Now before you get your radical panties in a twist, I’ll state for the record that I don’t think libraries in Gaza should be destroyed, if that’s what you’re thinking. You’d have to be pretty doltish to think anyone opposed to this resolution thinks that, but I don’t put anything past the regressives. However, it’s eminently clear this has absolutely nothing to do with American libraries or the ALA’s alleged "social responsibilities" and everything to do with the regressive librarians getting the ALA Council to be a mouthpiece for their politics. If they tried to pass a resolution against Hamas firing rockets into Israel (which might destroy libraries, after all) or refusing to recognize Israel’s right to exist (which also exacerbates conflict), I’d be shocked speechless, but would still be opposed. But we all know that won’t happen.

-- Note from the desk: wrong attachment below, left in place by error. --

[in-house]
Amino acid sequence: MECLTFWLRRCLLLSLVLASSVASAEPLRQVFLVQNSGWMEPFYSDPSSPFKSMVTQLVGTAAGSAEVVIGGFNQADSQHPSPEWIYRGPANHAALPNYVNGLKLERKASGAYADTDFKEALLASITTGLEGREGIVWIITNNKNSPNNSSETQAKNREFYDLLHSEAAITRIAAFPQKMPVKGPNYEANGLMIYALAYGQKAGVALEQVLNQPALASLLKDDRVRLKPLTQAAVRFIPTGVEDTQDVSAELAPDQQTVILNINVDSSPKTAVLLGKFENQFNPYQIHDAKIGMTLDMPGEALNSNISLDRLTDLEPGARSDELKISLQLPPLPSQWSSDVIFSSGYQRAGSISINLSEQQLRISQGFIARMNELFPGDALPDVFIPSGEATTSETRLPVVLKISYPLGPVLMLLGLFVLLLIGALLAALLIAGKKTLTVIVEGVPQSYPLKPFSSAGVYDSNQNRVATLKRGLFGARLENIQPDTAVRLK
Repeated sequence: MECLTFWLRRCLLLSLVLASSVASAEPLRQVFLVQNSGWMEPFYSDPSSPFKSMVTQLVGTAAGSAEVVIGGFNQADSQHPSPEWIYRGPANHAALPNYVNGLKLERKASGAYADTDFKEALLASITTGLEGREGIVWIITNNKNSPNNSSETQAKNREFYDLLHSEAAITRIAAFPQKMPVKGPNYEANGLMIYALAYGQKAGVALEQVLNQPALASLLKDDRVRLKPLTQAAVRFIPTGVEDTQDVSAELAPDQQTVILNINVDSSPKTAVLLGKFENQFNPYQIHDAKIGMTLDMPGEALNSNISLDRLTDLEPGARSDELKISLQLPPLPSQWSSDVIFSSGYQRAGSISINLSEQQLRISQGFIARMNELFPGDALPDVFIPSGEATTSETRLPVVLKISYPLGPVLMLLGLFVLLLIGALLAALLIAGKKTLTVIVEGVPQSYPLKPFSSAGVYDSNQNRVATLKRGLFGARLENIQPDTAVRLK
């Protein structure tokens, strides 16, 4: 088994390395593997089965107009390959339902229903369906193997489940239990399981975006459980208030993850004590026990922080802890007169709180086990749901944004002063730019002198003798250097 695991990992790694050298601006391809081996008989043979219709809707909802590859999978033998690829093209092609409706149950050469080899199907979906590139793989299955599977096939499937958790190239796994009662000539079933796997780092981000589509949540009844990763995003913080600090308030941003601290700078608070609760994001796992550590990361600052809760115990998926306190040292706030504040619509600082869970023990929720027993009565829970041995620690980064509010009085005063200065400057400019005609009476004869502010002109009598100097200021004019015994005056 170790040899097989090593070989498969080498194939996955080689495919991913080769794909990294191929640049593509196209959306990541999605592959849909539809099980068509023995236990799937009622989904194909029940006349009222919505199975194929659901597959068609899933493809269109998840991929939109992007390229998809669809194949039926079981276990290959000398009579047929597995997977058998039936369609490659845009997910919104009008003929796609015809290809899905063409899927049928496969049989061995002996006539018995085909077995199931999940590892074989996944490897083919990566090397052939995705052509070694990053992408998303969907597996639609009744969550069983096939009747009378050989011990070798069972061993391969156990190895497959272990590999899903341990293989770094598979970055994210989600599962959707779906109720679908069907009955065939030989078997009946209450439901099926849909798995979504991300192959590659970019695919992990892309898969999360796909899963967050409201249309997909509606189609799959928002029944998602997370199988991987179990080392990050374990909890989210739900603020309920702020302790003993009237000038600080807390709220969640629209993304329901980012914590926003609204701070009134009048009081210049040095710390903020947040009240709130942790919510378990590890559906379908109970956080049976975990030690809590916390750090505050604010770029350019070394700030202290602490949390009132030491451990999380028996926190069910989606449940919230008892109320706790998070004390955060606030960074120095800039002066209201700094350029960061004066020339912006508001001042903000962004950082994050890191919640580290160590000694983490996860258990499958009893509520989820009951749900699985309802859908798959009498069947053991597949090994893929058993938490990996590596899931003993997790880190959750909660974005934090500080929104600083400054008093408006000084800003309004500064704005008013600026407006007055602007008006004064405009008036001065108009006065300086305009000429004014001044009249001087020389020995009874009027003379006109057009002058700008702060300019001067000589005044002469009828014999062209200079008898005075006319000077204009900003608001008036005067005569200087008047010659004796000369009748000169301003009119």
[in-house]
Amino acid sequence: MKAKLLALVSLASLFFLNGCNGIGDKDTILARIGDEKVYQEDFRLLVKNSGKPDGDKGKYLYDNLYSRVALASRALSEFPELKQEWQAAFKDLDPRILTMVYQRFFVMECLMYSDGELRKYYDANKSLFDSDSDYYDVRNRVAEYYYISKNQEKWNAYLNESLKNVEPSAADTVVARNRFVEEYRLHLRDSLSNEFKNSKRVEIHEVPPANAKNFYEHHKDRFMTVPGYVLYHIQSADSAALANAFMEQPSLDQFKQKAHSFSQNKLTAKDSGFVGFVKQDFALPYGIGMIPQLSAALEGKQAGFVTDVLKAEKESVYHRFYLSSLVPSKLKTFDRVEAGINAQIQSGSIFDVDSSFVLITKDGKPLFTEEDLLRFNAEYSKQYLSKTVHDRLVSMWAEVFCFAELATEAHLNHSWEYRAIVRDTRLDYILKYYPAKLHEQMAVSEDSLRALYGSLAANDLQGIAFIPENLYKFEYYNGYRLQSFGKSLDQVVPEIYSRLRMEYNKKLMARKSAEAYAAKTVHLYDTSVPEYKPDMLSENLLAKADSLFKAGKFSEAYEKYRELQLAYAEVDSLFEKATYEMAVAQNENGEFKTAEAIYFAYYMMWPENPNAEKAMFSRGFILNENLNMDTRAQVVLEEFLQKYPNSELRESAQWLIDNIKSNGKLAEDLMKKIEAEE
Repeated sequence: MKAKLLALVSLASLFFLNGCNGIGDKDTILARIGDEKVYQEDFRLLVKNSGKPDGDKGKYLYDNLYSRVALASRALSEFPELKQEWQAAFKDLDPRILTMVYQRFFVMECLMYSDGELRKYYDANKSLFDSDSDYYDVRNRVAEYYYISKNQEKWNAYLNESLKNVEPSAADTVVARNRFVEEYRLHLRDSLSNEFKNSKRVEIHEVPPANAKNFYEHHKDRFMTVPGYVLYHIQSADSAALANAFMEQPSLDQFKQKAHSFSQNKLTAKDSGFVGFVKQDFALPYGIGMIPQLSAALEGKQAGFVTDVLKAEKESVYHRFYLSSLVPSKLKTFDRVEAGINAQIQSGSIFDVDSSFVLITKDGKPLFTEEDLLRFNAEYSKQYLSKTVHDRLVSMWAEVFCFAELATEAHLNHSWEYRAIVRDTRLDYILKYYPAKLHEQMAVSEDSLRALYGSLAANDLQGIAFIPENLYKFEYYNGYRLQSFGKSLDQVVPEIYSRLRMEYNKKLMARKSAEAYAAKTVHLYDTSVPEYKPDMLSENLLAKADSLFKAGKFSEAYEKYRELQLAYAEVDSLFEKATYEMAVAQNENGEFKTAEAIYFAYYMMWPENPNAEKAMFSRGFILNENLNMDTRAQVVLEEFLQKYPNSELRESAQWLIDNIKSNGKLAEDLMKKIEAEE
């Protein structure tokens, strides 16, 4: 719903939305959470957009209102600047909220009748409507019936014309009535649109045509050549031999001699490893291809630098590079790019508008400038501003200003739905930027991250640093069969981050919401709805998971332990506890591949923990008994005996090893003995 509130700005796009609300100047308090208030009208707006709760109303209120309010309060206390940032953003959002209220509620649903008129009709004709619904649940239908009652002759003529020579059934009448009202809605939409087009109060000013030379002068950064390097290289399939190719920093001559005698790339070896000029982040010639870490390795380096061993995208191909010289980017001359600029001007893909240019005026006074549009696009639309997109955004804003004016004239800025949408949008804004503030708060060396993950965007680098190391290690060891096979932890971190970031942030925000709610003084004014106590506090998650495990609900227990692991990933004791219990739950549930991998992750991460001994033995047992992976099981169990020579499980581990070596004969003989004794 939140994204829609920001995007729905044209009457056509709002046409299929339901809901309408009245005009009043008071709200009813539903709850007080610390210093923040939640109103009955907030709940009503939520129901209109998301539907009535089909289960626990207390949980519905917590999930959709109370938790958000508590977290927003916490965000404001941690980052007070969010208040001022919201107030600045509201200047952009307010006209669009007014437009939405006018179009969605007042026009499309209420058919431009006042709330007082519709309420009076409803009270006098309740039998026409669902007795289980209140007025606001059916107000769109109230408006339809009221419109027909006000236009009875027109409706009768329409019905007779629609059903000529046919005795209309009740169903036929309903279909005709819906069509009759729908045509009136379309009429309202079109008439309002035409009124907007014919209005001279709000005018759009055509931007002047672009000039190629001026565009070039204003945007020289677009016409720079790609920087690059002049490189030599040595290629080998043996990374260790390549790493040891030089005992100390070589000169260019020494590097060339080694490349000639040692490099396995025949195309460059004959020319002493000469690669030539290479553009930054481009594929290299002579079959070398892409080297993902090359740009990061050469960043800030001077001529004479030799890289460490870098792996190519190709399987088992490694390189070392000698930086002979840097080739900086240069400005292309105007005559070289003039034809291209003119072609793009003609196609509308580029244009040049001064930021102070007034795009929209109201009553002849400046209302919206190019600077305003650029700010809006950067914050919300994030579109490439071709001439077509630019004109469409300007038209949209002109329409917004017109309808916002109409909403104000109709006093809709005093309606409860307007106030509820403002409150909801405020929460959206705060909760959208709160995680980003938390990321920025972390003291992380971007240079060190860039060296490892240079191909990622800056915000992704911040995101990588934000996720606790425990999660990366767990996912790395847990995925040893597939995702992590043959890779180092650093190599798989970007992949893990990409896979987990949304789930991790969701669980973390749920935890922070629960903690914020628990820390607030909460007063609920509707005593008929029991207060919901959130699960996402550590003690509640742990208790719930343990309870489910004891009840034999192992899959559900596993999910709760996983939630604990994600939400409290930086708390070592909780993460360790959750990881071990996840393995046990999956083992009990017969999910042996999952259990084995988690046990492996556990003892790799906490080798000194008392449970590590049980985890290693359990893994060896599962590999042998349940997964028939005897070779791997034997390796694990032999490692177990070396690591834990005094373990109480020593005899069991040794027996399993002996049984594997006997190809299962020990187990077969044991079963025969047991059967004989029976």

Since the resolution passed "with limited opposition," once again the ALA Council is a regressive librarian tool. All hail the revolution.



  1. Henry Kissinger says:

    So, nu?

  2. rumpkilla says:

    I would only care about the ALA if they could cover the Cardinal wide receivers on Sunday. GO STEELERS!

  3. Irked librarian-to-be says:

    If you do a quick Google search for “Gaza libraries,” you’ll find an ALA story from February 2008 that says:

    The Hamas government of the Palestinian Authority has arrested several suspects in the recent bombing of the YMCA library in Gaza City. According to the February 22 Palestinian newspaper Al-Ayyam, the suspects were members of the militant Army of Islam, which has claimed responsibility for the 2007 kidnapping of BBC reporter Alan Johnston and the 2006 capture of Israeli soldier Gilad Shalit, who remains a hostage.

    Evidently the Army of Islam was in the library-destruction business before Israel.

  4. Straight Arrow says:

    ALA passing resolutions on peace in the middle east!! What a demonstration of the relevance of libraries and librarians to the common man. What I want to know is why ALA isn’t protecting camels in Gaza, too.